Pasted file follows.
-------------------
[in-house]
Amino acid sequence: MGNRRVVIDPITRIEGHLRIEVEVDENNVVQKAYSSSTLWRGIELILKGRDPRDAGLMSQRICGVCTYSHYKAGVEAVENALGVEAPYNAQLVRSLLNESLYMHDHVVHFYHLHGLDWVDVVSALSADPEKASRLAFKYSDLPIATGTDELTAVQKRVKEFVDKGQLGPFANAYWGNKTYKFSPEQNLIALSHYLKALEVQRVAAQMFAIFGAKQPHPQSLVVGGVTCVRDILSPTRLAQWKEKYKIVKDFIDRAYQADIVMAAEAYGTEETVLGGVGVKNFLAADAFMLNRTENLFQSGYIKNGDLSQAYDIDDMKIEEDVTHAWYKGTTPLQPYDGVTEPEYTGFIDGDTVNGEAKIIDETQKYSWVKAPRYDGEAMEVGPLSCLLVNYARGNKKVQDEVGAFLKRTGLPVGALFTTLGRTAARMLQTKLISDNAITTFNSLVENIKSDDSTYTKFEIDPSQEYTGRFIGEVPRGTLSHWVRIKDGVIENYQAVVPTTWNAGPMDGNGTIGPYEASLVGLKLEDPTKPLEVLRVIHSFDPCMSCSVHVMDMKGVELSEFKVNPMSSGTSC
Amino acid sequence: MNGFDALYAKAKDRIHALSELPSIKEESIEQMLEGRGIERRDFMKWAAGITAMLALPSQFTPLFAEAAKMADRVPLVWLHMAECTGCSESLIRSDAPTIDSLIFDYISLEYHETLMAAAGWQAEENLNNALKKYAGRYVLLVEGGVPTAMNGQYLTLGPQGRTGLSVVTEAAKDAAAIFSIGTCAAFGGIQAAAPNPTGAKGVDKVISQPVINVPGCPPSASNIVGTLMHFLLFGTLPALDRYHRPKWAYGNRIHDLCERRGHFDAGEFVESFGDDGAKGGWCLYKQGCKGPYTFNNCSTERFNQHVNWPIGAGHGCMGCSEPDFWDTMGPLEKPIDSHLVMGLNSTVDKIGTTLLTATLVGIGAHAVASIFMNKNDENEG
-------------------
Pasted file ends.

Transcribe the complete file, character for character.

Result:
[in-house]
Amino acid sequence: MGNRRVVIDPITRIEGHLRIEVEVDENNVVQKAYSSSTLWRGIELILKGRDPRDAGLMSQRICGVCTYSHYKAGVEAVENALGVEAPYNAQLVRSLLNESLYMHDHVVHFYHLHGLDWVDVVSALSADPEKASRLAFKYSDLPIATGTDELTAVQKRVKEFVDKGQLGPFANAYWGNKTYKFSPEQNLIALSHYLKALEVQRVAAQMFAIFGAKQPHPQSLVVGGVTCVRDILSPTRLAQWKEKYKIVKDFIDRAYQADIVMAAEAYGTEETVLGGVGVKNFLAADAFMLNRTENLFQSGYIKNGDLSQAYDIDDMKIEEDVTHAWYKGTTPLQPYDGVTEPEYTGFIDGDTVNGEAKIIDETQKYSWVKAPRYDGEAMEVGPLSCLLVNYARGNKKVQDEVGAFLKRTGLPVGALFTTLGRTAARMLQTKLISDNAITTFNSLVENIKSDDSTYTKFEIDPSQEYTGRFIGEVPRGTLSHWVRIKDGVIENYQAVVPTTWNAGPMDGNGTIGPYEASLVGLKLEDPTKPLEVLRVIHSFDPCMSCSVHVMDMKGVELSEFKVNPMSSGTSC
Amino acid sequence: MNGFDALYAKAKDRIHALSELPSIKEESIEQMLEGRGIERRDFMKWAAGITAMLALPSQFTPLFAEAAKMADRVPLVWLHMAECTGCSESLIRSDAPTIDSLIFDYISLEYHETLMAAAGWQAEENLNNALKKYAGRYVLLVEGGVPTAMNGQYLTLGPQGRTGLSVVTEAAKDAAAIFSIGTCAAFGGIQAAAPNPTGAKGVDKVISQPVINVPGCPPSASNIVGTLMHFLLFGTLPALDRYHRPKWAYGNRIHDLCERRGHFDAGEFVESFGDDGAKGGWCLYKQGCKGPYTFNNCSTERFNQHVNWPIGAGHGCMGCSEPDFWDTMGPLEKPIDSHLVMGLNSTVDKIGTTLLTATLVGIGAHAVASIFMNKNDENEG